I am compiling together some valuable lessons I learned while hopping from one city to other, managing relationships, learning about new sectors and meeting some amazing people, just so I can read them whenever I need a reminder. Hope you find them relevant too:
It puts you into an uncomfortable space. It also brings you the opportunity to be whoever you want to be. Make friends with strangers (but, be safe!). Share your stories, and listen to theirs.
I remember when I went for a solo trip to Dharamsala in Himachal Pradesh couple of years back, I was scared all the time. I felt unsafe being a woman traveling alone in India. I locked my windows well before going to bed in my hotel room to be sure that nobody could breach through. After spending three days, my fear of traveling alone in India was swept away. I came back with some very beautiful experiences.
When you live alone, you cannot blame anyone else for anything that otherwise irritates you at home. You are fully responsible for every piece of crap lying on the floor. You wake up when you need. You go to bed when you want.
I have lived alone for weeks after moving to Hyderabad. Some days I felt really alone and depressed. But some days I felt absolutely free and delightful at the core. I have learnt so much about myself in these days which I could never explore before when I shared house with my brother or sister or family or friends.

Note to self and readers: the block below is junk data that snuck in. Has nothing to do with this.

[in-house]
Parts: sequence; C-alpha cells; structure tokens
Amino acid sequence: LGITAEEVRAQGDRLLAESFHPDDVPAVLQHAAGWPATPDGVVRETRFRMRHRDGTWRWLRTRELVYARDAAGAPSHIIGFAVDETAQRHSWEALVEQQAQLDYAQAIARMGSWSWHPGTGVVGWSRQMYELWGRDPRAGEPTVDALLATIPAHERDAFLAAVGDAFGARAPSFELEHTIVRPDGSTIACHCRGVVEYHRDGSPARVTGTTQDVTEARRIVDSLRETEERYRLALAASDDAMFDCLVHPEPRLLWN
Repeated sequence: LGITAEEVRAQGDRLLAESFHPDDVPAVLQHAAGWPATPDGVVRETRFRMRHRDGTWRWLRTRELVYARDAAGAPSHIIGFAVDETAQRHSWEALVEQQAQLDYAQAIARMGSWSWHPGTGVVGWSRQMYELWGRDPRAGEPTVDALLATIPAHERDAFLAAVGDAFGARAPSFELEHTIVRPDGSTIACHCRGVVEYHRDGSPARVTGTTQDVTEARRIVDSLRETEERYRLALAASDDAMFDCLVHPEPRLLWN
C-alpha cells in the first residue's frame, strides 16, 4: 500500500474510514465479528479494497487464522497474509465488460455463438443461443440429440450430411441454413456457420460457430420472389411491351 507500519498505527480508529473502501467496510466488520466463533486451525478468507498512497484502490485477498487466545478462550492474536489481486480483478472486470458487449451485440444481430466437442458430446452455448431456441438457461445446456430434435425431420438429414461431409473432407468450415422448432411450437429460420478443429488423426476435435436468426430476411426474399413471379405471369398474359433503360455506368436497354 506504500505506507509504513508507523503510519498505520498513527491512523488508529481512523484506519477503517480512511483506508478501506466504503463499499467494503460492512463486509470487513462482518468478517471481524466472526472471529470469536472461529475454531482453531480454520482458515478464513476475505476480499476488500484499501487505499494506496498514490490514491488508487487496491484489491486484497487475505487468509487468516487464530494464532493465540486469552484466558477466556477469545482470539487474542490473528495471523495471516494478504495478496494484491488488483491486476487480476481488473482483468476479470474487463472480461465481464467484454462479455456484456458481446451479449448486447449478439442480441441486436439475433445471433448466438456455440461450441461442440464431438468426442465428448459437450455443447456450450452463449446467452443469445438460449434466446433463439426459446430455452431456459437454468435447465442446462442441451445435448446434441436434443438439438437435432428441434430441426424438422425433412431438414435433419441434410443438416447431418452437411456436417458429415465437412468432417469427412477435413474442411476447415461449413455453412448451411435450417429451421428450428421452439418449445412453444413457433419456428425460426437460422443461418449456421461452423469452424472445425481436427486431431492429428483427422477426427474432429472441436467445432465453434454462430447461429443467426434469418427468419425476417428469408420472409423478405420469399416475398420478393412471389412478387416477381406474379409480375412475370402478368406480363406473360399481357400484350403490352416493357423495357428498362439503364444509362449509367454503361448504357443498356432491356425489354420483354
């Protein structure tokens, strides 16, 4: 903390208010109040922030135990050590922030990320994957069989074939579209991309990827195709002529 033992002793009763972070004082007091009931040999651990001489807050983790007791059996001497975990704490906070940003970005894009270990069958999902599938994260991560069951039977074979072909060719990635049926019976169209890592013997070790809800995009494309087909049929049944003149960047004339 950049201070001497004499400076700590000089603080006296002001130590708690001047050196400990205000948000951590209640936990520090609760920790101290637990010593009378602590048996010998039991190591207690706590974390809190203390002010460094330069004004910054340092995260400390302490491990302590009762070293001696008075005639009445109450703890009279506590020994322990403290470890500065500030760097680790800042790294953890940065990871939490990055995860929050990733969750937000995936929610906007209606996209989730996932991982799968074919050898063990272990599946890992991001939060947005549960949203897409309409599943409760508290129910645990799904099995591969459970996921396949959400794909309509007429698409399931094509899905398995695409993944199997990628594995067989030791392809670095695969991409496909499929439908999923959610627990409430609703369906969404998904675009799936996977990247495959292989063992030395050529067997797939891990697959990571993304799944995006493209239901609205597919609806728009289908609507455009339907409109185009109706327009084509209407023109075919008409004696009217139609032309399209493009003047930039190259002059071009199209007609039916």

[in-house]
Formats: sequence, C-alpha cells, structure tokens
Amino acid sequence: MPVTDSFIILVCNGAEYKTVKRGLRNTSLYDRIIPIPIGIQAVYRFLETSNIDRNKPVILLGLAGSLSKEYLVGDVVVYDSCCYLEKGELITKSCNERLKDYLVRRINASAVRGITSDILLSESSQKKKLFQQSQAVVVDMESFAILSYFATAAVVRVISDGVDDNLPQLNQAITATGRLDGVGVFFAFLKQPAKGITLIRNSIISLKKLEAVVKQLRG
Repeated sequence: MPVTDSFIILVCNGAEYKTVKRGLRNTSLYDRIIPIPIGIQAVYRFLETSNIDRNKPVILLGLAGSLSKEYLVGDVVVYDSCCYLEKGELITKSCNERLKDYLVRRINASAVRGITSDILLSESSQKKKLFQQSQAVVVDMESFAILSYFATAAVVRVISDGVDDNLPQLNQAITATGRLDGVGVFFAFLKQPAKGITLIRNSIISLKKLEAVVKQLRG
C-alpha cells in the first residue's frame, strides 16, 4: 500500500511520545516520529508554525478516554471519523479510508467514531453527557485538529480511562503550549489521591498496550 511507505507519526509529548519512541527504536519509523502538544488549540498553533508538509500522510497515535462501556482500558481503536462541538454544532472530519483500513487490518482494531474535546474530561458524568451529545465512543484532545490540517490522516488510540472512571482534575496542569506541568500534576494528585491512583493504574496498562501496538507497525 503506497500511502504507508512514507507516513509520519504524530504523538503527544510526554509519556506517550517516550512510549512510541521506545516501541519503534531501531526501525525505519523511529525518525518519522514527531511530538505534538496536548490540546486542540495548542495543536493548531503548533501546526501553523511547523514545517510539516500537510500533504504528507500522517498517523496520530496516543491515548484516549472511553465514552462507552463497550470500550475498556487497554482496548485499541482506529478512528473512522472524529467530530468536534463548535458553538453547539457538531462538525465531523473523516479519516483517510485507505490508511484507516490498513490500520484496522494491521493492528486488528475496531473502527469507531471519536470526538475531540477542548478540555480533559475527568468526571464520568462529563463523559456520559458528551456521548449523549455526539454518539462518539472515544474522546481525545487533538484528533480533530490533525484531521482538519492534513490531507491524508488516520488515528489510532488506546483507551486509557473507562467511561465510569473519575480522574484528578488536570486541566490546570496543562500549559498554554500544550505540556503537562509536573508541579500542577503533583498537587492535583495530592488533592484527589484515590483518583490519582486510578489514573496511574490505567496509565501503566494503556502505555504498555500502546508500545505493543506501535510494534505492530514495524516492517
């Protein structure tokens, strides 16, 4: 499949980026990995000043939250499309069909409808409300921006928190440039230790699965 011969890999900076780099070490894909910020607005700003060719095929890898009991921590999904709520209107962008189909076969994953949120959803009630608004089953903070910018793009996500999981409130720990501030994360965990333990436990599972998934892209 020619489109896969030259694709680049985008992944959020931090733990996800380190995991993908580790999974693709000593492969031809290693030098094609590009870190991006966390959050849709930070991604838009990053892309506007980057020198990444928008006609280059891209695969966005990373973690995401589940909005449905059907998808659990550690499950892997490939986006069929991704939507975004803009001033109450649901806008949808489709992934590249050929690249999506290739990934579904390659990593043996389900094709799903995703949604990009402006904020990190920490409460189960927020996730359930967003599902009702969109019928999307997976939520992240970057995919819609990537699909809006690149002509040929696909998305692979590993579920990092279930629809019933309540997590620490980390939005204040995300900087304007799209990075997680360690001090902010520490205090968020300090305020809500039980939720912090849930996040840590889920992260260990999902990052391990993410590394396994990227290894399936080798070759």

Every time one makes choices, an algorithm runs at the back of their head, unconsciously. However, if you start to articulate that algorithm more consciously, you would know why you do what you do. The more you are clear about your algorithm, the better decision you would make. And the more confident about your decisions you are, the lesser you would regret making them.
When you go through any unusual experience, it helps you gain different perspectives. It even helps you think differently for your mundane tasks that you would do next day. But different experiences don't just land at your door from nowhere. You would have to actively go out and seek them. Volunteer for something you cannot take up as a full-time job. Perform your chores every once in a while which you otherwise don't do. Buy something fancy for the kid who works in a nearby store you often go. Don't wait, just do!
What you are today is a function of many variables and constants who have played their part well in this equation of life. You realize it or not, they have! Give them and the heavens above more than just a passing glance.
[PS - last line I've borrowed from my favorite song "I hope you dance.."]
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Swati is the General Manager of Social Venture Partners (SVP) Hyderaad, where she builds powerful partnerships with non-profit organisations to tackle India's most pressing social challenges. SVP is the world's largest network of engaged philanthropists, with over 3,200+ investor-donors across more than 40 cities worldwide. Swati is a Teach For India Fellow - she has taught 100 girls for two years in a slum community in New Delhi. She has previously worked with Hedge Funds for four years as a consultant in New Delhi and New York. Swati holds a bachelor degree in Computer Science from the Institute of Engineering and Rural Technology.